CM: I’ll have everybody bring in something. I like to keep it as experimental as possible. But we’ll have a framework so we’re not completely flying by the seat of our pants. And it’s going to be funky. We want to make sure to respect the tight funk of Maceo [Parker] that’s going to make everybody dance.
MP: Both you and Maceo worked with James Brown. [McBride performed with him at the Hollywood Bowl in 2006, a few months before Brown died.] Do you have a James Brown story to tell?
CM: I can’t be comfortable with you saying that I worked with James Brown. Maceo really played with him. But anybody who was around James Brown for more than five minutes has a story.
I actually got to hang with James Brown more than I got to play with him. I met him right before my first CD came out, in 1995 [“Gettin’ To It” on Verve]. The more we started hanging, the more my career started to progress. He didn’t mentor me, but he was conscious of what I was doing.
One thing about James Brown you have probably heard: You had to constantly feed his ego. It was a 24-hour job. For him, to hear anyone in his circle talk about another artist was a big no-no. He saw it all as competition. His drummer, Mousey Thompson, once told me that Mr. Brown went on a 10-minute tirade about me, saying things like, “You all think McBride is bad, but he don’t know anything. He’s not as great as me.” He’d start rehearsal, stop, and say, “You’re not going to learn that playing with McBride.” I was flattered to hear that.
Then one day I called Mr. Brown on the phone — Rule #1, you had to call him Mr. Brown, even people who had been playing with him for 30 years — and he was not in a very good mood. “Mr. McBride, you ain’t got no talent,” he said. “Everybody tells you how great you are, but you ain’t nothing. Matter of fact, I should sue you.”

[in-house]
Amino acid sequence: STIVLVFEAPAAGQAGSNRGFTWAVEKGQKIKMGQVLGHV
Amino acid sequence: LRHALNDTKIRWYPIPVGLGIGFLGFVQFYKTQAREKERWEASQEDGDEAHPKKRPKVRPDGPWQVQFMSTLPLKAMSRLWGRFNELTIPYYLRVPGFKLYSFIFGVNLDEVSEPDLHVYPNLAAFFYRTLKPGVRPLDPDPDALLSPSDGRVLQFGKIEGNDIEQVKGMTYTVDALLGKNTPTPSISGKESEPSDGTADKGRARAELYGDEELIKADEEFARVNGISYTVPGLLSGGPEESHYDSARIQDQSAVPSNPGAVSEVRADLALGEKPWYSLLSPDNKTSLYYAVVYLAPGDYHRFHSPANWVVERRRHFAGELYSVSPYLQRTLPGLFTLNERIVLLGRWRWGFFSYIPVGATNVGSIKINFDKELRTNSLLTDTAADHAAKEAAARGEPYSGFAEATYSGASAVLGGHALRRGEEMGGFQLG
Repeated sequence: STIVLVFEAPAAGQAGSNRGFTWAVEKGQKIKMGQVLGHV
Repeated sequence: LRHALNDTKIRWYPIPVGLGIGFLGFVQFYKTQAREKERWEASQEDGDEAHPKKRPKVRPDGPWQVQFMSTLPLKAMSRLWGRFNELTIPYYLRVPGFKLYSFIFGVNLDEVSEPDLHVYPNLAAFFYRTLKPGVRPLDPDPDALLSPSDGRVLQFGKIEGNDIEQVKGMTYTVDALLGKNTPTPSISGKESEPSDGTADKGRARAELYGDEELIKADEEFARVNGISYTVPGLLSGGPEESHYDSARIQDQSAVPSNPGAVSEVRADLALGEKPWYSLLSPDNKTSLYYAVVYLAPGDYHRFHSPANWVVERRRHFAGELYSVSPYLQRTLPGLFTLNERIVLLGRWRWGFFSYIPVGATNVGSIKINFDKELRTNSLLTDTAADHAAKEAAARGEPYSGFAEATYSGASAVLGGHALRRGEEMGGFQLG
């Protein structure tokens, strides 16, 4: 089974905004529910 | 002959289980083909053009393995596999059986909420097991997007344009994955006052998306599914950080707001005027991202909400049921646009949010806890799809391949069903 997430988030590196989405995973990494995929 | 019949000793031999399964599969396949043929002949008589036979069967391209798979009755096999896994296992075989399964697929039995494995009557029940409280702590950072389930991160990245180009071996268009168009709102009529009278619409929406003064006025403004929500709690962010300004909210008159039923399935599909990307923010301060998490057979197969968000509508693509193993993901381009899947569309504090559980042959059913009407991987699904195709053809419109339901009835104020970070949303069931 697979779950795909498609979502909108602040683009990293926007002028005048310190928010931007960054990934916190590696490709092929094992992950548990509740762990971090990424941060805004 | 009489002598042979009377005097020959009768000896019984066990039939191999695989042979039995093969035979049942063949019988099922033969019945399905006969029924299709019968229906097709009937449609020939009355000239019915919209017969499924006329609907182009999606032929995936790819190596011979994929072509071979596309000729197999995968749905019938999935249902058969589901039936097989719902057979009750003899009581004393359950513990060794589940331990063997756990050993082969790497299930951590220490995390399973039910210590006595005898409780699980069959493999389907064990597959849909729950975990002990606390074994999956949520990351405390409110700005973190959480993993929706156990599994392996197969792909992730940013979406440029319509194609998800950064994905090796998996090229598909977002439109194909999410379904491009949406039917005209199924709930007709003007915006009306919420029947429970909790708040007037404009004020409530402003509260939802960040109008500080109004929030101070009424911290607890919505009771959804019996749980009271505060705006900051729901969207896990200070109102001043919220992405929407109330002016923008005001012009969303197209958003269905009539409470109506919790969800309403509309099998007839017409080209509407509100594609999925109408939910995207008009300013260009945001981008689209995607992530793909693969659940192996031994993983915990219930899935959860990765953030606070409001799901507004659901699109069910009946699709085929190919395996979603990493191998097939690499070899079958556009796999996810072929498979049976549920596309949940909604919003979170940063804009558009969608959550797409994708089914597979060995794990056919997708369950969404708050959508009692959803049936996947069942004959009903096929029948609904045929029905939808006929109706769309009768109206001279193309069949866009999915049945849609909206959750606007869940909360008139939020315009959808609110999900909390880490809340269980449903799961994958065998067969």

The title track to my first CD, was inspired by a James Brown tune called “Getting Together.” He thought “Gettin’ To It” sounded too much like that.
“Mr. Brown,” I said, “I gave you credit in the liner notes. Did you look at those?”
“In that case,” he said, “I still love you.”
[McBride is writing a book about his long friendship with Mr. Brown. Working title: “I Didn’t Even Get to Say Goodbye.”]
MP: What’s the latest new thing you learned about music or playing?
CM: I’m always amazed at the lack of fun I see a lot of musicians play with. If you’re playing music you enjoy, if you’re doing what you love for a living, have fun! When people see me play, one comment I always hear is, “Christian, you smile so much.” Why is that so unusual? I choose to show it. I can’t help it.
I have so much fun learning new things, playing with new people. For me, it’s like being at an amusement park. I get to jump on different rides. I’m not saying all musicians need to be so outward and obvious about having fun, but it really does make the job a lot easier when you’re enjoying it.
“Foundations of Funk Featuring Maceo Parker and A Christian McBride Situation,” 7:30 p.m. Sunday, May 22, Orchestra Hall ($22-$50, $60 VIP). Tickets online or call 612-3371-5656.